I have written previously (“Deciding Who Will Decide” January 18) about the complicated developments in the litigation over the “waters of the United States” rule (WOTUS) rule promulgated by the Corps of Engineers and EPA in 2015. The Sixth Circuit granted a motion by one of the parties in the case, the National Association of Manufacturers, on January 25 to suspend the litigation over the rule until the U.S. Supreme Court can decide whether the appeals court actually has jurisdiction. Regardless of which federal court, district or circuit, the Supreme Court ultimately finds has jurisdiction to hear the challenge, the controversy over what is a jurisdictional water will not soon recede – if ever.
The principal reason can be found in the Justice Department brief filed on behalf of the Corps and EPA in the Sixth Circuit on January 13. In its brief of 246 pages, the DOJ addresses 11 issues raised in the 22 cases consolidated before the court. It attempts to defend every aspect of the agencies’ rule, and it does so thoroughly and professionally. In reading it, however, especially in its defense of those features which are most remote from anything resembling a flowing stream, one understands why the rule so severely overreaches.
The rule, and DOJ’s brief in defense of it, attempts to justify the “nexus” test described by Justice Anthony Kennedy in the 2006 Rapanos case. Justice Kennedy joined with the plurality opinion which denied the Corps’ jurisdiction, but only because the Corps had not shown what he described as the “nexus” between the property and traditionally navigable waters. He then described those criteria which, if demonstrated and significant, would establish the nexus.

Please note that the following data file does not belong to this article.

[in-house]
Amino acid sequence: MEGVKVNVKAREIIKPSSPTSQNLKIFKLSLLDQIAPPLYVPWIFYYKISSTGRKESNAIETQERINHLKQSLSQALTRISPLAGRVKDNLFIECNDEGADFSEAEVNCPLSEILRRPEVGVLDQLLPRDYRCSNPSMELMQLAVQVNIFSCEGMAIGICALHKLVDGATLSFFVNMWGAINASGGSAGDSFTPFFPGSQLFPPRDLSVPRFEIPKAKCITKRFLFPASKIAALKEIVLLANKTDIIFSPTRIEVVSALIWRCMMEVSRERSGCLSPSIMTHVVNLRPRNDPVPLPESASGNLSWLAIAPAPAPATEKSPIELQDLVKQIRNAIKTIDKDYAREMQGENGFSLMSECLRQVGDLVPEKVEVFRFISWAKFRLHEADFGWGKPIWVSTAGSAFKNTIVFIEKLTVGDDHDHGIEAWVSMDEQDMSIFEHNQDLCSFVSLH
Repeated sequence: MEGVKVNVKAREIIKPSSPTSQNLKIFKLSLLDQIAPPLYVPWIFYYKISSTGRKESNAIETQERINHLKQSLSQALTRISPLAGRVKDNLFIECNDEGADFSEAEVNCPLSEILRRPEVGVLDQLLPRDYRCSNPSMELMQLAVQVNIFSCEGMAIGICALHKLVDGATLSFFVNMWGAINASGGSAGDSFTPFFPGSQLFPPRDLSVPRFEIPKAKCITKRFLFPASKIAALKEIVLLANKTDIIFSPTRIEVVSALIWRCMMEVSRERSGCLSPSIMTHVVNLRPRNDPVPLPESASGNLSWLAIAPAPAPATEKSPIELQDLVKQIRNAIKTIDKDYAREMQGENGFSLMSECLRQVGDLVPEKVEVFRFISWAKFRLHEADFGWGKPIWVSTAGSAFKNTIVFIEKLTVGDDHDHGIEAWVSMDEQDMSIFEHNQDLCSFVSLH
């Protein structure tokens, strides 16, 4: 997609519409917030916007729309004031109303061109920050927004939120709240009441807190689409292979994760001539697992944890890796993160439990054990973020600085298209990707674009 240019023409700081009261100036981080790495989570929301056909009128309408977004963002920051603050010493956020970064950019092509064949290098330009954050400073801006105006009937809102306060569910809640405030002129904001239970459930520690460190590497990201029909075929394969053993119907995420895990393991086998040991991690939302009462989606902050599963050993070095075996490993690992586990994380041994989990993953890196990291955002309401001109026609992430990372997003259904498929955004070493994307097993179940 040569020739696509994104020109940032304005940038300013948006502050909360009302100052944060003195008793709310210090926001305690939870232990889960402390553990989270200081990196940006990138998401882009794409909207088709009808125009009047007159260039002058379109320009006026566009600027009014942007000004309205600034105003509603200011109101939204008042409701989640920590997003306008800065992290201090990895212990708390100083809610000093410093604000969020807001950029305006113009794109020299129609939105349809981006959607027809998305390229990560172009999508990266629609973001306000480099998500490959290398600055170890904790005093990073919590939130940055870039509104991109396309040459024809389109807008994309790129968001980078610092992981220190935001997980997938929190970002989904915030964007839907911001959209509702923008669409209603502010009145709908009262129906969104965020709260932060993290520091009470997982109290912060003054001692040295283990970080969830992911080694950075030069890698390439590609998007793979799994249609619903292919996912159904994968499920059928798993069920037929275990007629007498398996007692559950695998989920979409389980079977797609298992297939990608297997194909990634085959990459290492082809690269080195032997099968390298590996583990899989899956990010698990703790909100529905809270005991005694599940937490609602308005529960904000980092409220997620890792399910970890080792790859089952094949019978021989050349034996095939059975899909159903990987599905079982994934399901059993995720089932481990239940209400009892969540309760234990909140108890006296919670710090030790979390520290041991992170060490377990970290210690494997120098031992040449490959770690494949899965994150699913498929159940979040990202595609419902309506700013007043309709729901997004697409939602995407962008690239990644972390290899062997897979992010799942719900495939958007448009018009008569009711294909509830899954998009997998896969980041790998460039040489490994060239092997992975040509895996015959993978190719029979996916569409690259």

Justice Kennedy is a native of California and someone who acutely understands the importance of water and the protection of the property rights in water in that state and much of the arid Western United States. It is for this reason that he acknowledged the inclusion of ephemeral and intermittent streams within the jurisdiction of the Clean Water Act if their importance can be demonstrated under the criteria he laid out in his opinion. As the nation has witnessed this winter, water from the snow and rain which has blanketed much of California is now being delivered to its coastal cities. It will continue to be delivered though the spring and early summer as the snow melts. Afterwards, the ephemeral streams will revert to dry creek-beds until the next seasonal rains. Thus, for an arid region the inclusion of ephemeral streams, as described in Kennedy’s opinion and the agency rule, makes sense.
What does not make sense is the application of the same standard for the half of the continental United States drained by the Mississippi and Ohio Rivers. The land in this part of the country, especially in higher elevations in mountainous region from New England to Northern Alabama and Georgia, is covered with drainages which act as ephemeral streams. These drainages do not act hydrologically to carry the significant volumes of water that are transported in the Western U.S. Nevertheless, virtually every example provided in DOJ’s brief in defense of the rule’s reach to minor streams is done with reference to the arid West. Whether or not intended, the DOJ brief illustrates how over-inclusive in its scope the rule is.
EPA and the Corps were unconstrained in how they might have approached the issue of a definition of “waters of the United States”. A regional or watershed approach would have been arguably permissible. It undoubtedly would be more precise than the present attempt to impose a nationwide standard across climactic and hydraulic regions which bear no resemblance to one another. If environmental protection was truly the purpose of the rule (and other motives have been suggested), the agencies have failed. The controversy will continue long after the Supreme Court considers the pending jurisdictional issue over which courts will hear disputes.
The article was authored by Blair M. Gardner, Jackson Kelly PLLC.